Indian economy or GDP expanded at lower-than-expected 5% year on year in the April-June quarter, the slowest in over six years, driven by weak investment growth and sluggish demand. In the March quarter, Indian economy at expanded 5.8%. Economists in a Reuters poll had expected GDP to grow at 5.7% in the June quarter.
The manufacturing sector grew at just 0.6% while ‘Agriculture, Forestry and Fishing’ sector at 2%. The ‘Mining and Quarrying’, ‘Construction’ and ‘Financial, Real Estate and Professional Services’ grew at 2.7%, 5.7% and 5.9%, respectively, during this period.
The RBI had lowered its outlook for the fiscal year 2019-2020 at its August meeting. It has repo rate by a combined 110 basis points since February. With inflation staying benign, analysts expect the central bank to ease rates further.
Slowdown in growth due to endogenous and exogenous factors, said Chief Economic Adviser K.V. Subramanian after GDP data release.
"Given the indications we have seen in the past few months, growth was expected to be slow. However, 5% is far below street estimates of 5.6%-5.7% and does come as a surprise. This was primarily driven by lower growth in private consumption. Manufacturing growth staying almost flat is also worrying and immediate steps are needed to revitalise this sector. An overall recovery may take another couple of quarters as the NBFC sector is still recovering from the liquidity crisis," Gourav Kumar, principal research analyst at fundsindia.com, Chennai, told Reuters.
A host of high frequency indicators like auto sales continue to weaken. Domestic passenger vehicle sales in July dived at the steepest pace in nearly two decades and declined for the ninth straight month in July. In addition, the risk of further escalation of the US and China trade war are weighing on demand and business confidence in India.
"National accounts data is consistent with the picture suggested by leading indicators for Q1, FY20. GDP growth has decelerated to 5% - the lowest since Q4, FY13. "There is an acute slowdown in the manufacturing and agri sectors on the back of a slowdown in aggregate demand - both consumption and investment demand. Except for mining activity and power generation, all other productive sectors have slowed on a y-o-y basis. In our opinion, the weight of structural factors has gone up in the slowdown and mere monetary stimulus may not work beyond a limit," Rupa Rege Nitsure, group chief economist, L&T Financial Holdings, Mumbai, told Reuters.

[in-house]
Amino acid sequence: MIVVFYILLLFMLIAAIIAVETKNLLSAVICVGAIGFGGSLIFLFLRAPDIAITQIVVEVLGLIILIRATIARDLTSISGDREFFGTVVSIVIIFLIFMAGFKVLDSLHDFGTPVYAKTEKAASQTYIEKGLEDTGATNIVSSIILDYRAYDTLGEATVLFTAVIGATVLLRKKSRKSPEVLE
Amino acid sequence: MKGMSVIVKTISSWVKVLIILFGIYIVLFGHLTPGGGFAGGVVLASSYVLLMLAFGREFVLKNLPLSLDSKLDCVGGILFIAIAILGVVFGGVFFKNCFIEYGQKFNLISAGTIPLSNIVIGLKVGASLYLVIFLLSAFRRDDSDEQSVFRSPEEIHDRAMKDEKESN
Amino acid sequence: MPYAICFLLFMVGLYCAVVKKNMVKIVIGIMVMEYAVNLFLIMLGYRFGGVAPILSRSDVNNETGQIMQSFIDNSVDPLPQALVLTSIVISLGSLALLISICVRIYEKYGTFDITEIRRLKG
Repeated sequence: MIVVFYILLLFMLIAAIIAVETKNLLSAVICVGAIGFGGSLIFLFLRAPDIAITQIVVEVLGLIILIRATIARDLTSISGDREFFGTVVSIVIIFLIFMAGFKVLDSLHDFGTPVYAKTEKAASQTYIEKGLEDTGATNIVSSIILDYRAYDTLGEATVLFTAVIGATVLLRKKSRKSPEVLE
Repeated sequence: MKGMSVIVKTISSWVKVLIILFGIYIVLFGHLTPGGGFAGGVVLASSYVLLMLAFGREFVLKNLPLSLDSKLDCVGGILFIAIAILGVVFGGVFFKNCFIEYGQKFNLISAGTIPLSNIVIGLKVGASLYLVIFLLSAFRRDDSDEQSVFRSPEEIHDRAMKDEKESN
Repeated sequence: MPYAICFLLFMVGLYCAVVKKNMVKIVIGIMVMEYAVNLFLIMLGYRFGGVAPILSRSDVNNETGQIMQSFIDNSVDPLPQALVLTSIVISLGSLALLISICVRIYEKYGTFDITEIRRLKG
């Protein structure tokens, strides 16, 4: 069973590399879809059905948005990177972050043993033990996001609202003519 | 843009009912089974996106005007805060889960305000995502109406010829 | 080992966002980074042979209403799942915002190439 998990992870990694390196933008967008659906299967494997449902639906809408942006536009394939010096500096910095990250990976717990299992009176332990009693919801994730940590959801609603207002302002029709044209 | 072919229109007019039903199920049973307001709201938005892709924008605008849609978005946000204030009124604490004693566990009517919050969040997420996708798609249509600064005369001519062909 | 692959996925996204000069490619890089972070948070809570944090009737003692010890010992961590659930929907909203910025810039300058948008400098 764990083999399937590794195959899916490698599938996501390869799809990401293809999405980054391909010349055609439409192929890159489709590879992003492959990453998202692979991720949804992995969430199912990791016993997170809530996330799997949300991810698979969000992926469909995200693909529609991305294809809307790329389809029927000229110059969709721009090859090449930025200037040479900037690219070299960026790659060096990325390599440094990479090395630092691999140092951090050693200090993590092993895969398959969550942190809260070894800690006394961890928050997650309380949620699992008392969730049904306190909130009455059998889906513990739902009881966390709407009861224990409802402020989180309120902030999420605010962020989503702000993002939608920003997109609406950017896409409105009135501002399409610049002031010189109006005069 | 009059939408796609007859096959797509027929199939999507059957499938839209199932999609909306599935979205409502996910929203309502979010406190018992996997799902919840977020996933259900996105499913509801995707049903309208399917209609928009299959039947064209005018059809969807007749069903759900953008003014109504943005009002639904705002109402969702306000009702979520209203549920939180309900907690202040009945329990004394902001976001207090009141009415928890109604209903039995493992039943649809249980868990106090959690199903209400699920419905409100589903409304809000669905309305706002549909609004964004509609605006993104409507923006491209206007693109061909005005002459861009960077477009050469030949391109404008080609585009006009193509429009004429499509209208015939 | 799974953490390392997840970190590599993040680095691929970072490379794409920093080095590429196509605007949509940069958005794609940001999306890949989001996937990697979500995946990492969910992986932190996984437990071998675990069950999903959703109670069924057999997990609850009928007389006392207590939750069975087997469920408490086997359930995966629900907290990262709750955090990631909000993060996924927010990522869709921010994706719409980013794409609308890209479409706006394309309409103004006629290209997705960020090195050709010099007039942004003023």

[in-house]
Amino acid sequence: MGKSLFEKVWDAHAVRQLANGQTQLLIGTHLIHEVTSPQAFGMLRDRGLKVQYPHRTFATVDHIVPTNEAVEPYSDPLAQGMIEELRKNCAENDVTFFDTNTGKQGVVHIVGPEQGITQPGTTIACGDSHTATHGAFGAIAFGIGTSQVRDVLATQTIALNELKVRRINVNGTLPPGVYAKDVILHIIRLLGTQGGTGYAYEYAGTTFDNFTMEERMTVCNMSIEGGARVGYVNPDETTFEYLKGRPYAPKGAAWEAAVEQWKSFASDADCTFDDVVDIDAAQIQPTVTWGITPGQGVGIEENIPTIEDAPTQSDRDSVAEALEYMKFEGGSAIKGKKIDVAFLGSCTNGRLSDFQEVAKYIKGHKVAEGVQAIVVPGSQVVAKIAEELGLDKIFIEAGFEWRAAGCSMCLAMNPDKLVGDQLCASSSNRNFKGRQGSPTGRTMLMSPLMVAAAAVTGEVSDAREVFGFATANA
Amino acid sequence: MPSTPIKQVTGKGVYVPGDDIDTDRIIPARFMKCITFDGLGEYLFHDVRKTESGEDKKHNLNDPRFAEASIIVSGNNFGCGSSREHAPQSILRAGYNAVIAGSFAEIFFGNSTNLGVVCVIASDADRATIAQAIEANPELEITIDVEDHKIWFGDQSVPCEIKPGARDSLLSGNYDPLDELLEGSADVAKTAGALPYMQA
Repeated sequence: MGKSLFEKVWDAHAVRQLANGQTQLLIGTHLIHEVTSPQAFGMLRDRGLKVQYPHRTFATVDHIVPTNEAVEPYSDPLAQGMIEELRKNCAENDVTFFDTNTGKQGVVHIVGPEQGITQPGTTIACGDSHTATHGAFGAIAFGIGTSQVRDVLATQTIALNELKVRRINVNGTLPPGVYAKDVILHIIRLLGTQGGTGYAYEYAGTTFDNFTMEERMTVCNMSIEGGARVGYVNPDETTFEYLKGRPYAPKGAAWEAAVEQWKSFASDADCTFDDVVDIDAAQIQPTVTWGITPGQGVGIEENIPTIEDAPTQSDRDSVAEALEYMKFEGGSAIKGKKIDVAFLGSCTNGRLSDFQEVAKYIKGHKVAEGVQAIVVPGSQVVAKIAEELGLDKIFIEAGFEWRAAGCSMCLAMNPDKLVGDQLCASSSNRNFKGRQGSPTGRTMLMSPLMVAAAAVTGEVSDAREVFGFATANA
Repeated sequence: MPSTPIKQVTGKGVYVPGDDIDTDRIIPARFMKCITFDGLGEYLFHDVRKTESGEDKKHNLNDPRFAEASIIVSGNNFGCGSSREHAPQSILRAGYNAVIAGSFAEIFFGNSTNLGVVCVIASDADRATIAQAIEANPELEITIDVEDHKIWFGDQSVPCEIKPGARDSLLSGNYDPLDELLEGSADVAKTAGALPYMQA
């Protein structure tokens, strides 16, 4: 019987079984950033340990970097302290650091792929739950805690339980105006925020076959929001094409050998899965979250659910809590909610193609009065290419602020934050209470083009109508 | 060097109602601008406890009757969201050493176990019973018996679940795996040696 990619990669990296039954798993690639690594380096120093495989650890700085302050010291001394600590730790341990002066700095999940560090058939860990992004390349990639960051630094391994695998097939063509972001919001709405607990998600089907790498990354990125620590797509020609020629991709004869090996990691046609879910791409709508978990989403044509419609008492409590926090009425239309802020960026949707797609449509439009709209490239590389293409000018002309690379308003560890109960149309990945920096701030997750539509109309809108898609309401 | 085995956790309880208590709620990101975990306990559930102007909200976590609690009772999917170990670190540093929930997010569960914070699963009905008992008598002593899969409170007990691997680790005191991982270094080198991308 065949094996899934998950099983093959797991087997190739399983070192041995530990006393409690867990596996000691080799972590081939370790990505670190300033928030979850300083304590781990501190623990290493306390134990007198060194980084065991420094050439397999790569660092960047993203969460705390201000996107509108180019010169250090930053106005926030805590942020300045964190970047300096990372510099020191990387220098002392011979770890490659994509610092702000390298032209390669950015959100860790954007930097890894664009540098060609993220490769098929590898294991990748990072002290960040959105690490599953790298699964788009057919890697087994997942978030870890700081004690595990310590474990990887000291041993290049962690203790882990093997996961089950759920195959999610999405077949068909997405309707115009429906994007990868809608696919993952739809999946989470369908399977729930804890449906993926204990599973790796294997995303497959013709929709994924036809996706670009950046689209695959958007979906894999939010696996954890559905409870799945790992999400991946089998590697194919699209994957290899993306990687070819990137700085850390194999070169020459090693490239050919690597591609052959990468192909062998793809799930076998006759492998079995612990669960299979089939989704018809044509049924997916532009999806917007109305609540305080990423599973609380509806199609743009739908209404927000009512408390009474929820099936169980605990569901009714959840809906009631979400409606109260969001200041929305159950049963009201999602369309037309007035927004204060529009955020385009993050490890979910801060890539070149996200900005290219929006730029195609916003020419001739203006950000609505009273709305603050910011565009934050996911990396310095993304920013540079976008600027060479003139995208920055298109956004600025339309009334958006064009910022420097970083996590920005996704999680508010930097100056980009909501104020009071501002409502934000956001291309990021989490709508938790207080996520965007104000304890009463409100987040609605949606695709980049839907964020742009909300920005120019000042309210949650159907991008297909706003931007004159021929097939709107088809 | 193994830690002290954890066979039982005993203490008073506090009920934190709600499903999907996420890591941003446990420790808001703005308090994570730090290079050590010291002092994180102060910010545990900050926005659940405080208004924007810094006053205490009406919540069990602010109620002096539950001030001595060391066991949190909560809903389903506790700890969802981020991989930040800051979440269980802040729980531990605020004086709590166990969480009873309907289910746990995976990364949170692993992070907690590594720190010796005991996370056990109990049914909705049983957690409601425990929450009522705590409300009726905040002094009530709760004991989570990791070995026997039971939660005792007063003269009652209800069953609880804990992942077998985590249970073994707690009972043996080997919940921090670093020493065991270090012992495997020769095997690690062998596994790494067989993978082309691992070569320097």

Last week, Finance Minister Nirmala Sitharaman announced a number of steps to revive economic growth and shore up market confidence, including rolling back recent tax hikes on foreign and domestic equity investors and several measures for industries.
The government earlier this week further liberalised foreign direct investment (FDI) rules in many sectors, in an effort to get economic growth back on track.
The government allowed 100% foreign investment for coal mining, associated infrastructure and sales of fuel.
Separately, India's fiscal deficit in the four months through July stood at ₹5.48 trillion or 77.8% of the budgeted target, for the current fiscal year, separate government data showed today.
Net tax receipts in the first four months of the fiscal year were ₹3.39 lakh crore, while total expenditure was ₹9.47 lakh crore, government data showed.
The government has set a fiscal deficit target of 3.4% for 2019/20, same as 2018/19.